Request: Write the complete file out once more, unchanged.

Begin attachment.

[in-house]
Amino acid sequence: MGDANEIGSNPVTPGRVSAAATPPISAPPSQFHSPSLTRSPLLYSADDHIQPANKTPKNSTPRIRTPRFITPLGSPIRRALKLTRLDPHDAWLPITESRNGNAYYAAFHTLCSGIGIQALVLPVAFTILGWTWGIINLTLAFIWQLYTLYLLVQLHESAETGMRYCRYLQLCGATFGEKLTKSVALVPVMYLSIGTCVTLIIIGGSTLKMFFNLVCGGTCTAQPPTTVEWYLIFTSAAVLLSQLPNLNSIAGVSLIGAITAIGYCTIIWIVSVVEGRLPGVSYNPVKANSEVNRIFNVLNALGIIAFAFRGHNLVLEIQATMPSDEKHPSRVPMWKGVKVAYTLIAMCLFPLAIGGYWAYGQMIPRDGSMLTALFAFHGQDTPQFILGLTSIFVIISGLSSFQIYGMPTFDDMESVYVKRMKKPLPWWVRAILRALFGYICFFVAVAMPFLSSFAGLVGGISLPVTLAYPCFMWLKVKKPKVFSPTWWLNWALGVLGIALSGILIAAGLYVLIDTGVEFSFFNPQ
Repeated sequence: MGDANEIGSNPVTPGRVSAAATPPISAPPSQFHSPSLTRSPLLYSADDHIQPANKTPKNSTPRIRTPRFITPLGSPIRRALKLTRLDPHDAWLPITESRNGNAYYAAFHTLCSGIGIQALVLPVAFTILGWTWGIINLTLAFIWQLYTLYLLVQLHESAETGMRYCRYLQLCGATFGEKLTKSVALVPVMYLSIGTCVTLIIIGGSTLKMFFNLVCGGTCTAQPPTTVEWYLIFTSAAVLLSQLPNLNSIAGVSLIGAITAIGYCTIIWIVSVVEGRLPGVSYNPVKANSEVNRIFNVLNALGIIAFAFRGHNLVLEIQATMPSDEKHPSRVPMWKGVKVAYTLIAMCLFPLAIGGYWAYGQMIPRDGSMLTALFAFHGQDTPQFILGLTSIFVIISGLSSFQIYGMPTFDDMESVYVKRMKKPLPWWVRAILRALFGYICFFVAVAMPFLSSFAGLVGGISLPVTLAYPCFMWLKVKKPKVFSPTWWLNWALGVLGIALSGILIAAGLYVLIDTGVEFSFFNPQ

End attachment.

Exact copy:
[in-house]
Amino acid sequence: MGDANEIGSNPVTPGRVSAAATPPISAPPSQFHSPSLTRSPLLYSADDHIQPANKTPKNSTPRIRTPRFITPLGSPIRRALKLTRLDPHDAWLPITESRNGNAYYAAFHTLCSGIGIQALVLPVAFTILGWTWGIINLTLAFIWQLYTLYLLVQLHESAETGMRYCRYLQLCGATFGEKLTKSVALVPVMYLSIGTCVTLIIIGGSTLKMFFNLVCGGTCTAQPPTTVEWYLIFTSAAVLLSQLPNLNSIAGVSLIGAITAIGYCTIIWIVSVVEGRLPGVSYNPVKANSEVNRIFNVLNALGIIAFAFRGHNLVLEIQATMPSDEKHPSRVPMWKGVKVAYTLIAMCLFPLAIGGYWAYGQMIPRDGSMLTALFAFHGQDTPQFILGLTSIFVIISGLSSFQIYGMPTFDDMESVYVKRMKKPLPWWVRAILRALFGYICFFVAVAMPFLSSFAGLVGGISLPVTLAYPCFMWLKVKKPKVFSPTWWLNWALGVLGIALSGILIAAGLYVLIDTGVEFSFFNPQ
Repeated sequence: MGDANEIGSNPVTPGRVSAAATPPISAPPSQFHSPSLTRSPLLYSADDHIQPANKTPKNSTPRIRTPRFITPLGSPIRRALKLTRLDPHDAWLPITESRNGNAYYAAFHTLCSGIGIQALVLPVAFTILGWTWGIINLTLAFIWQLYTLYLLVQLHESAETGMRYCRYLQLCGATFGEKLTKSVALVPVMYLSIGTCVTLIIIGGSTLKMFFNLVCGGTCTAQPPTTVEWYLIFTSAAVLLSQLPNLNSIAGVSLIGAITAIGYCTIIWIVSVVEGRLPGVSYNPVKANSEVNRIFNVLNALGIIAFAFRGHNLVLEIQATMPSDEKHPSRVPMWKGVKVAYTLIAMCLFPLAIGGYWAYGQMIPRDGSMLTALFAFHGQDTPQFILGLTSIFVIISGLSSFQIYGMPTFDDMESVYVKRMKKPLPWWVRAILRALFGYICFFVAVAMPFLSSFAGLVGGISLPVTLAYPCFMWLKVKKPKVFSPTWWLNWALGVLGIALSGILIAAGLYVLIDTGVEFSFFNPQ